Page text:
The safest way to the Sorcerer’s room is through the servers’ corridors, hidden from the manor’s heart. The lamps cast harsh shadows on the pine floors though Rina and I are the only ones around to see them.

We climb the stairs and reach the upper hall, passing a string of closed doors to our left. Each one leads to a dorm, where servers must be resting up for tomorrow’s work. The ninth door, with the rickety hinge, is mine. It looks the same as it always does. As though I could walk inside, sleep until morning, and return to my duties as normal.

A foolish notion. There’s no returning to normality for me. Normality is killing Nabette. I must see this through for the city, for Rina, even if it hurls my life into chaos.

Hardship makes a server strong.

We turn a corner. Rina and I slip through a doorway to the manor’s landing. The Sorcerer’s bedroom is right beside us. As Rina tilts her ear to the bedroom door, the Sorcerer’s coughs slam against it. She recoils and shoots me a glance. I keep my expression neutral.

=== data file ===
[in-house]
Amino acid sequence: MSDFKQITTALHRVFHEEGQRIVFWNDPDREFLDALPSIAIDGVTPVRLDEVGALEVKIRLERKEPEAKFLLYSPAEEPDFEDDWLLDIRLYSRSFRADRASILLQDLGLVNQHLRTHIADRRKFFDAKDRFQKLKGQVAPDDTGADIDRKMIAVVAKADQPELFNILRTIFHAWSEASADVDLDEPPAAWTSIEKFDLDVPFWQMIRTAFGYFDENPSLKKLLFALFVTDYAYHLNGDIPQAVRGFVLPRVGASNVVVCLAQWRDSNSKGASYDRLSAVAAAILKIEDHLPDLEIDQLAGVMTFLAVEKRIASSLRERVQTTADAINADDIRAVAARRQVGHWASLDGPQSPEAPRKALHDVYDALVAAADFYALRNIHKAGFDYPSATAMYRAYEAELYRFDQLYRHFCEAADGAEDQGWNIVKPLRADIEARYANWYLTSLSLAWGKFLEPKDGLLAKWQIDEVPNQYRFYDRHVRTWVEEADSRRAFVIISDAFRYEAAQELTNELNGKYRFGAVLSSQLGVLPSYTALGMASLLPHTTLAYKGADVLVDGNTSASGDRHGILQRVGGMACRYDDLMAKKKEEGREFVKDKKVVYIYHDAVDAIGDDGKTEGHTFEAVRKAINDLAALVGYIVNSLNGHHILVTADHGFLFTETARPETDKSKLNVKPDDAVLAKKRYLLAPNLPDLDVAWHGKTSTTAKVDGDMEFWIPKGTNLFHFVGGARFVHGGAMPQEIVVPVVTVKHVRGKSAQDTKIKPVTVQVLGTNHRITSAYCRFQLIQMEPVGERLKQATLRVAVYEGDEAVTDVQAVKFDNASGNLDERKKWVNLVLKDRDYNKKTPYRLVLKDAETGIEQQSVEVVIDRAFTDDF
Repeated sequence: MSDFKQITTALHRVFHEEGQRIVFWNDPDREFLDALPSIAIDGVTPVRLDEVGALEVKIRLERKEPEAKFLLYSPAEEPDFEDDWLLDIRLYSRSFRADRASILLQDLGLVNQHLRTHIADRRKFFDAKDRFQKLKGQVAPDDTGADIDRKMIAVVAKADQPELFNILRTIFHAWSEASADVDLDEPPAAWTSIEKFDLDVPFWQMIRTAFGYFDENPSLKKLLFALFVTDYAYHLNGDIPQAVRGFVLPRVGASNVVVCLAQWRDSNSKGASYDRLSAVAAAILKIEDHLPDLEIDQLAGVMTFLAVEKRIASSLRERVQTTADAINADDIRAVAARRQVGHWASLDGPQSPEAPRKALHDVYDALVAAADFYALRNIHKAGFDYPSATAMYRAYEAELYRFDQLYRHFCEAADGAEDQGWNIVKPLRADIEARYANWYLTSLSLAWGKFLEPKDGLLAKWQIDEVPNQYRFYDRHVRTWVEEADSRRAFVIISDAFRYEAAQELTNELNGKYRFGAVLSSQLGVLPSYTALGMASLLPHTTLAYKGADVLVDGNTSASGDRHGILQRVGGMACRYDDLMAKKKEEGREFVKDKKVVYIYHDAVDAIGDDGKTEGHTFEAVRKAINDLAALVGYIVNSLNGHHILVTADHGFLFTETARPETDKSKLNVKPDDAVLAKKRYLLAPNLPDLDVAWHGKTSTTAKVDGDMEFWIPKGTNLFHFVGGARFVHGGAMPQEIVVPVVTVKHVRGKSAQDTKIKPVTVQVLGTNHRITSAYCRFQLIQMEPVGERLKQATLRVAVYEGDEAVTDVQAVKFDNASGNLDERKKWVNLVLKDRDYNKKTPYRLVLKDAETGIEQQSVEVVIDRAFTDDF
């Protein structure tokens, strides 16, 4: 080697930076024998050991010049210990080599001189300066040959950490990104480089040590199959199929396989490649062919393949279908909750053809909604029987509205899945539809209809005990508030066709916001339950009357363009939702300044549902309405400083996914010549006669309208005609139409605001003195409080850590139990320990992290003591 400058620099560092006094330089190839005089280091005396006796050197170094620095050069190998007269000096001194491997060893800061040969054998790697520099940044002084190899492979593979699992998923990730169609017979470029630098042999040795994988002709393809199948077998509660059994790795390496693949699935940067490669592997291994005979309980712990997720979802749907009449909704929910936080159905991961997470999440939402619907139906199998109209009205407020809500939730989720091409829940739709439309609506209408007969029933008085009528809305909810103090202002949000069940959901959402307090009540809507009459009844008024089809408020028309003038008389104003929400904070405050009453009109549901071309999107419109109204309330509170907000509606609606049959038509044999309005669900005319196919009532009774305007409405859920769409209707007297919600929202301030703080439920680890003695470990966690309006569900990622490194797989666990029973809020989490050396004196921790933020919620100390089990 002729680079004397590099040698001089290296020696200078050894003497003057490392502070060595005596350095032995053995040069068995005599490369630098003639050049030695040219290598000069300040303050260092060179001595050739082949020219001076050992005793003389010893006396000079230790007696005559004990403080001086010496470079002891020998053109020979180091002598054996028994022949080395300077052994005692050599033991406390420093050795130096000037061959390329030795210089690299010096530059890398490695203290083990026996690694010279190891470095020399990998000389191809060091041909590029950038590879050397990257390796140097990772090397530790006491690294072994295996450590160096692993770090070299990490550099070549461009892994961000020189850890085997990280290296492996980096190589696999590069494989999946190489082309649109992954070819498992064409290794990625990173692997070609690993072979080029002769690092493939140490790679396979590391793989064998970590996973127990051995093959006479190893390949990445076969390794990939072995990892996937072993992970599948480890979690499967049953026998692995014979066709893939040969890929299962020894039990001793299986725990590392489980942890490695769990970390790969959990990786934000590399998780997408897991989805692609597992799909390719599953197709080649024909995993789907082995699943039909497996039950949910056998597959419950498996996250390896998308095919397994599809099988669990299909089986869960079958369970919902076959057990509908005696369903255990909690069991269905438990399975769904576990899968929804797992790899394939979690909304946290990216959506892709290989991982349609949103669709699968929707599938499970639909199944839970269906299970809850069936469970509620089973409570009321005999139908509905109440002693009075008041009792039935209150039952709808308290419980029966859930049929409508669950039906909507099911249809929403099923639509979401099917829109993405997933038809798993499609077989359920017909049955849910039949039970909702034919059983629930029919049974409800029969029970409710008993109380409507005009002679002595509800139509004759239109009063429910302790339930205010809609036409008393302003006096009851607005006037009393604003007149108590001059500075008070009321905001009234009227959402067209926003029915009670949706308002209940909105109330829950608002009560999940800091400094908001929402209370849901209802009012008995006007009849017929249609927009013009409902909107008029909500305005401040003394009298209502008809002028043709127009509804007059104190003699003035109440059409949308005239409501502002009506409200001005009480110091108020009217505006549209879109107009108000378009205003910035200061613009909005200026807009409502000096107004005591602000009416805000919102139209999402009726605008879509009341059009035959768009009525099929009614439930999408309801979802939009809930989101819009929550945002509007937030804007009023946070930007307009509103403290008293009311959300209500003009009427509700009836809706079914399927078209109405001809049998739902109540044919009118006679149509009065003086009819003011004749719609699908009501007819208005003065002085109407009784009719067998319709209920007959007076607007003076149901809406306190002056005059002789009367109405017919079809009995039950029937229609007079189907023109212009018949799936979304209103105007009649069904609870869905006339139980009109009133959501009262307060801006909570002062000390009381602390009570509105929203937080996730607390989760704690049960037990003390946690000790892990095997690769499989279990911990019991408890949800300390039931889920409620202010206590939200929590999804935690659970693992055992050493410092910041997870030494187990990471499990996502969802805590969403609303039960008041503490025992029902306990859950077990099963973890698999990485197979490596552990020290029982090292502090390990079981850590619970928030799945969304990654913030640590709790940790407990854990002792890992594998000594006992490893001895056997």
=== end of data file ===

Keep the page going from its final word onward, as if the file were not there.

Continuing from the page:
She takes hold of the doorknob. My insides clench. I’ve never been in the Sorcerer’s room–no server has. Mother Claren is responsible for cleaning and dressing the Sorcerer. Yet I don’t stop Rina as she slowly twists the knob and inches the door open. I don’t look through the gap; I’ve done enough already. Instead, I stare at the twisting vines in the ceiling’s stucco.

The Sorcerer unleashes another barrage of coughs. They sound more violent with no door to shield them. Mother Claren coos beneath the Sorcerer’s wheezes. “Take another sip of—” The Sorcerer interrupts her with coughs so brutal, they must tear holes in his lungs. Mother Claren responds with, “Shhh, shhh.”

Rina turns away from the bedroom and heads to the grand staircase connecting the landing to the entrance hall. I follow, not chancing a look back. We descend the steps and Rina sighs. “My father had a cough as awful as that. He could barely speak in the end.”

My stomach flips. The end?

“We’ll need a doctor to examine him, but the Sorcerer’s in a bad state. I don’t know if he’ll survive or not but either way, he’s in no shape to control Nabette’s weather. The mother of the manor should have sent for another Sorcerer months ago. Why hasn’t she?”

“It is not your place to question us.”